But it was one of those things of, ‘Well, how can we work together?' So what we did, after the second year of my serving on council, I asked that, ‘How about we just take a retreat? How about all of us go somewhere? Not at the local, at the casino hotel because that's not getting away. Let's go somewhere else.' And so we went to...the good thing is where we live, we live on the coast so between two beaches an hour away. So we took the council away to the beach for the weekend and we asked...and I asked another thing. I said...because I'm a very, at that time, I was a very challenging individual; passionate is what my tribal leaders called me. So that was the term that was labeled actually at the retreat about Robbie, ‘He is passionate.' So I asked then, I said, ‘Well, for all of us to have a voice at this retreat, we need to bring in somebody from the outside who does not know anything about us. Can we bring in a moderator?' So it's not Robbie taking over a conversation, it's not our elder, the past chairman for 25 years taking over the conversation, who at this time is no longer the chairman but he still had a strong voice or others. And so that was where we started shifting in the right, not in the right direction, but in a new direction.

We sat there, we went through that weekend, we challenged each other, we were able to speak freely to each other about how I feel threatened by you or how you feel threatened by me and we also talked about the micromanaging and how things needed to change. Because at that time we were...the council the past was going in and pretty much just telling directors what to do and that is not the way this government was set up. This government was set up of, ‘We have hired competent people in place as our program directors and we need them to do their jobs.' So we figured, ‘Well, how can we get the full-time council more, not work, but where they feel more involved in the process but yet not going in and micromanaging every department?' So we set up legislative committees. So every council member now, by law, had to, we passed an ordinance that you had, to be a full-time council member, we created several legislative committees and you had to serve on two or more. And then those legislative committees were the ones who actually would work with the administrator or if there were laws that had to be changed or any policies that had to be changed or resolutions that had to be amended, they would go and meet with the directors and of course not just directly to the director.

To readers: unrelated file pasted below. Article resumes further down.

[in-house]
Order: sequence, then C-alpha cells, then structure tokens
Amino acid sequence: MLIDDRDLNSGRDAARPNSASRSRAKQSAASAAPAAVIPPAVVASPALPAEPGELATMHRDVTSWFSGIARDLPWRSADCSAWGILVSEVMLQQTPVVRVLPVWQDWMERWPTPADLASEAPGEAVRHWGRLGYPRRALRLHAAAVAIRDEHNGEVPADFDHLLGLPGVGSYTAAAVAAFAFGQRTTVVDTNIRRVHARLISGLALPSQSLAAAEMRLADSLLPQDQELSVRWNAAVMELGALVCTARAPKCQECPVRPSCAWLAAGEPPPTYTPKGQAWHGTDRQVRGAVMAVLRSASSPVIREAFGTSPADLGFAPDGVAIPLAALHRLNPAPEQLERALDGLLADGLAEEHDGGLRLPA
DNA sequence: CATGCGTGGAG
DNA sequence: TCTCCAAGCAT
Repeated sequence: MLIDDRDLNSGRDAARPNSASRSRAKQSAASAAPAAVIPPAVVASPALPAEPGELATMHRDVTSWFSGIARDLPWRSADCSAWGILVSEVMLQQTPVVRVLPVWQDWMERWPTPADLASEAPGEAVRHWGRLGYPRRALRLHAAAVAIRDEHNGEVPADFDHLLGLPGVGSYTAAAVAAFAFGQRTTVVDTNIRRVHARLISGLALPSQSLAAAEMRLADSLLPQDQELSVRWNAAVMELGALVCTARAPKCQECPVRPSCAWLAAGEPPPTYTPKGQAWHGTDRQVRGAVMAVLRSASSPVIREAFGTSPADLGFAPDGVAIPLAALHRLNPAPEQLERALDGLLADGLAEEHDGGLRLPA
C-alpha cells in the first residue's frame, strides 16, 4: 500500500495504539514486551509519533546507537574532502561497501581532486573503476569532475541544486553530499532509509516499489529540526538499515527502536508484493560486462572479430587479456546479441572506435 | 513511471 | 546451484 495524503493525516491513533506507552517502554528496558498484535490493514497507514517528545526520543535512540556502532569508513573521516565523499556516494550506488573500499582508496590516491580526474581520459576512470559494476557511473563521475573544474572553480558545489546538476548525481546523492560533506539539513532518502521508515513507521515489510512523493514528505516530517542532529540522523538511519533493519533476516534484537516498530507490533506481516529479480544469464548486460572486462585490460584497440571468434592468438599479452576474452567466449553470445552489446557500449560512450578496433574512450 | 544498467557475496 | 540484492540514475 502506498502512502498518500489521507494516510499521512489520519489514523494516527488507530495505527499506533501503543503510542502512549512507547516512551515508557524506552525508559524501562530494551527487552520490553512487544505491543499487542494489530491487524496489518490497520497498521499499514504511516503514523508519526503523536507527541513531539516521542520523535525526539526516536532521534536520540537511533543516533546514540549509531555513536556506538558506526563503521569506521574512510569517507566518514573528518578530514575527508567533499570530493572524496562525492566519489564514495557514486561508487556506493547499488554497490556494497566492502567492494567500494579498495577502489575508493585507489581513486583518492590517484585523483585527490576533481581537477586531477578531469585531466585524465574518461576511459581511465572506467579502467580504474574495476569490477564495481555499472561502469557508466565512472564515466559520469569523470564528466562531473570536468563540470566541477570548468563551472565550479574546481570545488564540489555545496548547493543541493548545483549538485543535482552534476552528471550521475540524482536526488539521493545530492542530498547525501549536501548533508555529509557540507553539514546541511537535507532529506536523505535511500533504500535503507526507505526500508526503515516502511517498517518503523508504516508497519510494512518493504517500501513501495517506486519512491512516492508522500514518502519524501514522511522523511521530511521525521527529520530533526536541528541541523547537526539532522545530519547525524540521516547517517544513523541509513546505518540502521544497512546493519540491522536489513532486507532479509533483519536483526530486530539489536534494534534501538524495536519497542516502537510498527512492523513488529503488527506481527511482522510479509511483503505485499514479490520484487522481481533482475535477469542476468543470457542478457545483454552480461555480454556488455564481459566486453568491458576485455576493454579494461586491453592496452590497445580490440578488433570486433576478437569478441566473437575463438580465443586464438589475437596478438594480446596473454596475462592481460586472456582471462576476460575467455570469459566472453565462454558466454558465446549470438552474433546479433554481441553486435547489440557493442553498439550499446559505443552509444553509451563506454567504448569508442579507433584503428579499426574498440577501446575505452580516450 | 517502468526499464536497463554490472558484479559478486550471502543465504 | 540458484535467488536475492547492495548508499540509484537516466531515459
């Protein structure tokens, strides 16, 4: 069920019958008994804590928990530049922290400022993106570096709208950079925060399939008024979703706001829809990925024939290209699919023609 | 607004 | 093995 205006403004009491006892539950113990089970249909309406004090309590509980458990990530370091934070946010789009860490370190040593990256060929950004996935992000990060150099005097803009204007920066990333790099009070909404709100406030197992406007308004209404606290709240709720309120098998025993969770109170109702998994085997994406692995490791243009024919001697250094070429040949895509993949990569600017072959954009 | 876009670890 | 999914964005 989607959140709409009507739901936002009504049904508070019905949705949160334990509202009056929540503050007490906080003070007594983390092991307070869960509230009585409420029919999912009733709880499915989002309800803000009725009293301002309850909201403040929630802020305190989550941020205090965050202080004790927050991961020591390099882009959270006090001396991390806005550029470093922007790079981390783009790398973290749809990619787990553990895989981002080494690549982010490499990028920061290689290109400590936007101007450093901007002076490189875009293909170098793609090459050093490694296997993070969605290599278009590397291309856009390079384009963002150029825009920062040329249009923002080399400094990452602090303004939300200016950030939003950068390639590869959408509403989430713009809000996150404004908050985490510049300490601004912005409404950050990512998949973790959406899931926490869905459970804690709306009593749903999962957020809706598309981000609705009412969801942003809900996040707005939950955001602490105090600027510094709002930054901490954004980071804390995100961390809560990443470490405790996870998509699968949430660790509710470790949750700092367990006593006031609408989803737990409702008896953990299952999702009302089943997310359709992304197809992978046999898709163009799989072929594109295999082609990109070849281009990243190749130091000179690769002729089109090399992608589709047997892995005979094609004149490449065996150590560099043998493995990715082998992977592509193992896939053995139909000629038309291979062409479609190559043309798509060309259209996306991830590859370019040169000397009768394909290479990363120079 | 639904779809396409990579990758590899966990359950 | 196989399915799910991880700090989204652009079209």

We made it...we had a plan that you had to go through the administrator or even the chairman's office out of respect to arrange these meetings and that actually was a great move for the tribal council because longer did they feel the need to call up so-and-so in social services, ‘why didn't...why did you turn down the...application?' Because like I said before, there's always two to three sides to every story and when you have a general council member going to a council member, you're only getting one side. And that's the hardest thing for the council member themselves to realize. When a general council member comes to you, you are only hearing one side and the sad part is sometimes you're hearing a truth that may be sometimes flawed. And so what we had to encourage the tribal council members to do was we need to meet with every, get all the parties in a room or ‘Hey, call got this side of the story, now call the director and get their side of the story and let's move forward from there.' I think that as we've done this it's been one of those growing challenges because you still will have individuals who talk in the community. I always think that's amazing but now we've empowered each of our council members through these leadership retreats and through events such as this to also challenge each other but also to challenge a general council member. Meaning if so-and-so is saying so-and-so about another council member, now we stand up for each other. Now we say, ‘Well, why do you think so-and-so made that decision? Well, I know why he's made that decision or why she's made that decision but you're more than welcome to call them to address it.'